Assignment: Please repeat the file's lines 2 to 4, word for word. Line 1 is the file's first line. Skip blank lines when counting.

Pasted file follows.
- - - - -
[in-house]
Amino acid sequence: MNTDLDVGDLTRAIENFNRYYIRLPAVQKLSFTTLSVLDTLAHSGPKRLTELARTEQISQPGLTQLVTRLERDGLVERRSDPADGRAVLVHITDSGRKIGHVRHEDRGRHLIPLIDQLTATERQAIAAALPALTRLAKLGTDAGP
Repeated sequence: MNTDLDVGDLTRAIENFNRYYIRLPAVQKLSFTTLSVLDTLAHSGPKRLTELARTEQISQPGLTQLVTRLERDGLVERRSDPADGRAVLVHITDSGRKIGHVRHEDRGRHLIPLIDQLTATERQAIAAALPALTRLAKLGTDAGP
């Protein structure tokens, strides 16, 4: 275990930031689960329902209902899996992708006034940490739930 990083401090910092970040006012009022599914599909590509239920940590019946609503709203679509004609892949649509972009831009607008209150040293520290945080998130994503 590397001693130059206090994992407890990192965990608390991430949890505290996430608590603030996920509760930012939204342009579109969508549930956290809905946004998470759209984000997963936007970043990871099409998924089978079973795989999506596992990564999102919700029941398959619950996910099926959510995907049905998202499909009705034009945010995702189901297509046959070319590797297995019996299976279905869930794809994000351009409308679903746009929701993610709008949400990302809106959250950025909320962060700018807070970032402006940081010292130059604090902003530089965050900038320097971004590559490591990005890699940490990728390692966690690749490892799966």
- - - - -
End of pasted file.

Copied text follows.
Amino acid sequence: MNTDLDVGDLTRAIENFNRYYIRLPAVQKLSFTTLSVLDTLAHSGPKRLTELARTEQISQPGLTQLVTRLERDGLVERRSDPADGRAVLVHITDSGRKIGHVRHEDRGRHLIPLIDQLTATERQAIAAALPALTRLAKLGTDAGP
Repeated sequence: MNTDLDVGDLTRAIENFNRYYIRLPAVQKLSFTTLSVLDTLAHSGPKRLTELARTEQISQPGLTQLVTRLERDGLVERRSDPADGRAVLVHITDSGRKIGHVRHEDRGRHLIPLIDQLTATERQAIAAALPALTRLAKLGTDAGP
């Protein structure tokens, strides 16, 4: 275990930031689960329902209902899996992708006034940490739930 990083401090910092970040006012009022599914599909590509239920940590019946609503709203679509004609892949649509972009831009607008209150040293520290945080998130994503 590397001693130059206090994992407890990192965990608390991430949890505290996430608590603030996920509760930012939204342009579109969508549930956290809905946004998470759209984000997963936007970043990871099409998924089978079973795989999506596992990564999102919700029941398959619950996910099926959510995907049905998202499909009705034009945010995702189901297509046959070319590797297995019996299976279905869930794809994000351009409308679903746009929701993610709008949400990302809106959250950025909320962060700018807070970032402006940081010292130059604090902003530089965050900038320097971004590559490591990005890699940490990728390692966690690749490892799966």